Although the immediate approach is to respond to the health crisis, the financial risk associated with natural hazards does not cease to exist. One option to address this challenge is to establish, prior to disasters and emergencies, fiscal and financial protection strategies.
When compared to densely populated areas, rural communities are more vulnerable to major health crises. So how do we support improved rural accessibility to hospitals in disaster-prone areas? One solution is geospatial data.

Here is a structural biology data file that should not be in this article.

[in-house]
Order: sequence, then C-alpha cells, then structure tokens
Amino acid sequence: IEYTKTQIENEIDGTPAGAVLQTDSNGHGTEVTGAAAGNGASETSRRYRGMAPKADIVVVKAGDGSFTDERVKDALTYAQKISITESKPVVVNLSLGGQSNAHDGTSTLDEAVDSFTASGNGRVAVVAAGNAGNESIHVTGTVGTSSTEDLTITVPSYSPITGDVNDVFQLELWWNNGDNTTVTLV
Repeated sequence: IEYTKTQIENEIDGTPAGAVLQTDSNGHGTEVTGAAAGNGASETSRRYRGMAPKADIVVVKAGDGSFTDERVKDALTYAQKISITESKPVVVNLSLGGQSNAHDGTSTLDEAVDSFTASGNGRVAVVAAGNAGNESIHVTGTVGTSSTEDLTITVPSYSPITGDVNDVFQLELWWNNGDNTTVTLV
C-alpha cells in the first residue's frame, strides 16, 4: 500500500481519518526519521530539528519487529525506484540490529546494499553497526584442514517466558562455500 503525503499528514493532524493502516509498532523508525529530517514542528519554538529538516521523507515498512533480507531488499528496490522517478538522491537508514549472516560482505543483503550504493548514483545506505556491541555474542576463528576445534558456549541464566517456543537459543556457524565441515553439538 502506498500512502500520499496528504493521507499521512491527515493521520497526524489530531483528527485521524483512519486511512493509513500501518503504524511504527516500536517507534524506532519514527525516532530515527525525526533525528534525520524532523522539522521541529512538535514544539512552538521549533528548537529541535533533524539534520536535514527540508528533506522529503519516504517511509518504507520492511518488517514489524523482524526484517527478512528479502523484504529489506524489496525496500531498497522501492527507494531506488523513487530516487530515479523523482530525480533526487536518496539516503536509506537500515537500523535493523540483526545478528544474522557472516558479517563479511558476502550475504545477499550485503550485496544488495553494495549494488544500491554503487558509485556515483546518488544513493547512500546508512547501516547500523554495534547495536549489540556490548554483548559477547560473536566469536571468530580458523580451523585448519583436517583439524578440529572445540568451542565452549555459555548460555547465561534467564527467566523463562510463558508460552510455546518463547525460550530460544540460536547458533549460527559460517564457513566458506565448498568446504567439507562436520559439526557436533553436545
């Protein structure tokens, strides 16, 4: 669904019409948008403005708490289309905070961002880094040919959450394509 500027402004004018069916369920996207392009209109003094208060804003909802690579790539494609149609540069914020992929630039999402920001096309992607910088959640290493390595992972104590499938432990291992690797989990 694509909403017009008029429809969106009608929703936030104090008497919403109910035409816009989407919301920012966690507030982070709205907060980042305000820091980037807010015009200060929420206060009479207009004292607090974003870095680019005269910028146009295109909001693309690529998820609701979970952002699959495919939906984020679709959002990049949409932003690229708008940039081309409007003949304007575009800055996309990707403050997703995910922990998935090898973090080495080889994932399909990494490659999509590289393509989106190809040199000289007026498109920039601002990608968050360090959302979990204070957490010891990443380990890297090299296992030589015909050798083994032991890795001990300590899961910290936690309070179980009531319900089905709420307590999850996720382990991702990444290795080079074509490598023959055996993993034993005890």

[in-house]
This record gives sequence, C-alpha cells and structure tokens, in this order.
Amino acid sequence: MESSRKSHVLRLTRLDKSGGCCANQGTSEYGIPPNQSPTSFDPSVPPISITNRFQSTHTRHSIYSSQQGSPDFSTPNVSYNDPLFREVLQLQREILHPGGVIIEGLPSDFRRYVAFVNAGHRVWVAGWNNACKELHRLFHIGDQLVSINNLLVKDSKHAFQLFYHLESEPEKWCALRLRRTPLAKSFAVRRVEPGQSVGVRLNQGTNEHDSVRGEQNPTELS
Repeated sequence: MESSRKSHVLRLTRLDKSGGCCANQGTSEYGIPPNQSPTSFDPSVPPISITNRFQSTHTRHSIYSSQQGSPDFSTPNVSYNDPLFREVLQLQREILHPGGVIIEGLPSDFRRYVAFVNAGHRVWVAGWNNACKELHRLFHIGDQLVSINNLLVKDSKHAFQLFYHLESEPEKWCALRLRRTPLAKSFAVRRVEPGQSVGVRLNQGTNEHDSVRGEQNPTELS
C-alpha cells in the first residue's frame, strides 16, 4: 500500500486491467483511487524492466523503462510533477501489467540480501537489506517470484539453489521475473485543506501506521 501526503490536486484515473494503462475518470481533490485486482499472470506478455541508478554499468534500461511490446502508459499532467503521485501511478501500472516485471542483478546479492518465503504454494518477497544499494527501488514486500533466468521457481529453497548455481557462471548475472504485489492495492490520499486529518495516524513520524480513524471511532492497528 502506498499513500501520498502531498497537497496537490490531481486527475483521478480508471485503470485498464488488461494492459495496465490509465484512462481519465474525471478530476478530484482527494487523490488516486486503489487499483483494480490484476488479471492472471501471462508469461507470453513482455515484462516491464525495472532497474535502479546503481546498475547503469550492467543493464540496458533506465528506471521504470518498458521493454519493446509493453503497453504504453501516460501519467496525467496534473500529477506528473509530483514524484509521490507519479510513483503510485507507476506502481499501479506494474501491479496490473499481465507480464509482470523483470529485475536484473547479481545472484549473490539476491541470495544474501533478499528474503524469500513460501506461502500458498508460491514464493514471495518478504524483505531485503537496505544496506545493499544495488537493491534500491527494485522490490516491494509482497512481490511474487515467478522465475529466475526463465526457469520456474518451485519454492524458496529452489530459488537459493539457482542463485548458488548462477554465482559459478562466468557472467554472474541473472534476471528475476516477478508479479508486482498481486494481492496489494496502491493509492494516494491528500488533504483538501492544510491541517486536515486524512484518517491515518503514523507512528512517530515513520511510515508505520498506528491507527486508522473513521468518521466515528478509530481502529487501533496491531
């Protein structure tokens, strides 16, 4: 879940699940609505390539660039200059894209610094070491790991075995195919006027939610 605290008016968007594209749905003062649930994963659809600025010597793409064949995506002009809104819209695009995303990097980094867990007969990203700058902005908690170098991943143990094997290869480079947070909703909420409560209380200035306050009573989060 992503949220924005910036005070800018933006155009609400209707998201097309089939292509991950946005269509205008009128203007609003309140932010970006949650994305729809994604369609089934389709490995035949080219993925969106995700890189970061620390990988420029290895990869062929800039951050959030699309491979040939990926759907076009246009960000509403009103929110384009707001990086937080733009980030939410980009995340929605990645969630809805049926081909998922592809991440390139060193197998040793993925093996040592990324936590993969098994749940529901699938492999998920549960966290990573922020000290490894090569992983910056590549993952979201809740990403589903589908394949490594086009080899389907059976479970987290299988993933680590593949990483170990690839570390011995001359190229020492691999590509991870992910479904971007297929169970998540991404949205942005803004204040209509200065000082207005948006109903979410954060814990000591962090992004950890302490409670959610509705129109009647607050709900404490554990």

Central America’s diverse population includes more than 60 groups of Indigenous Peoples, whose systems of cultural, economic, political, and social organization have developed over centuries. These ethnic groups have been contributing throughout that time to what we now call disaster risk management (DRM) and adaptation to climate change with their own brand of knowledge, science, and traditional practices.
Small island states face particularly high risk of natural hazards. GFDRR data scientists explore how these risks can be reduced through making related data more open and accessible.